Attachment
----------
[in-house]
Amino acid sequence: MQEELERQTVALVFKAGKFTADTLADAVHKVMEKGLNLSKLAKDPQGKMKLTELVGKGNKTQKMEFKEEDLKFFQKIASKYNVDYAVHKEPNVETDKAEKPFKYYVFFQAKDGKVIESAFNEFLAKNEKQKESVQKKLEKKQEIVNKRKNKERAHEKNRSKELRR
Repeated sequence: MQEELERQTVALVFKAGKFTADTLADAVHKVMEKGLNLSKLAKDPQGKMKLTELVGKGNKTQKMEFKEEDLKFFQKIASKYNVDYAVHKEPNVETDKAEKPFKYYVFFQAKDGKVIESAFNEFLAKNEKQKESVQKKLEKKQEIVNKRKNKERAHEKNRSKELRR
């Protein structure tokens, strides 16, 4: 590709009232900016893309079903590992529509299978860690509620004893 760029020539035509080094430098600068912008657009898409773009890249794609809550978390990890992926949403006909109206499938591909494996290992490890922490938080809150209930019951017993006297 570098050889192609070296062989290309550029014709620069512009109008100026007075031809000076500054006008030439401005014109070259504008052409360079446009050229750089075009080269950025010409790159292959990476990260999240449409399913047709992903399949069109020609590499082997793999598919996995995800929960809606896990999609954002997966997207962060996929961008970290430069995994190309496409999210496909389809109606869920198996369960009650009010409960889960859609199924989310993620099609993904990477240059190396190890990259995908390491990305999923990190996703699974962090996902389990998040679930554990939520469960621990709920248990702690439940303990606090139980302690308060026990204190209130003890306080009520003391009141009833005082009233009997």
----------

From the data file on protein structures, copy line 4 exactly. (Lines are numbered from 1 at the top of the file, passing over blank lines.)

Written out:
């Protein structure tokens, strides 16, 4: 590709009232900016893309079903590992529509299978860690509620004893 760029020539035509080094430098600068912008657009898409773009890249794609809550978390990890992926949403006909109206499938591909494996290992490890922490938080809150209930019951017993006297 570098050889192609070296062989290309550029014709620069512009109008100026007075031809000076500054006008030439401005014109070259504008052409360079446009050229750089075009080269950025010409790159292959990476990260999240449409399913047709992903399949069109020609590499082997793999598919996995995800929960809606896990999609954002997966997207962060996929961008970290430069995994190309496409999210496909389809109606869920198996369960009650009010409960889960859609199924989310993620099609993904990477240059190396190890990259995908390491990305999923990190996703699974962090996902389990998040679930554990939520469960621990709920248990702690439940303990606090139980302690308060026990204190209130003890306080009520003391009141009833005082009233009997």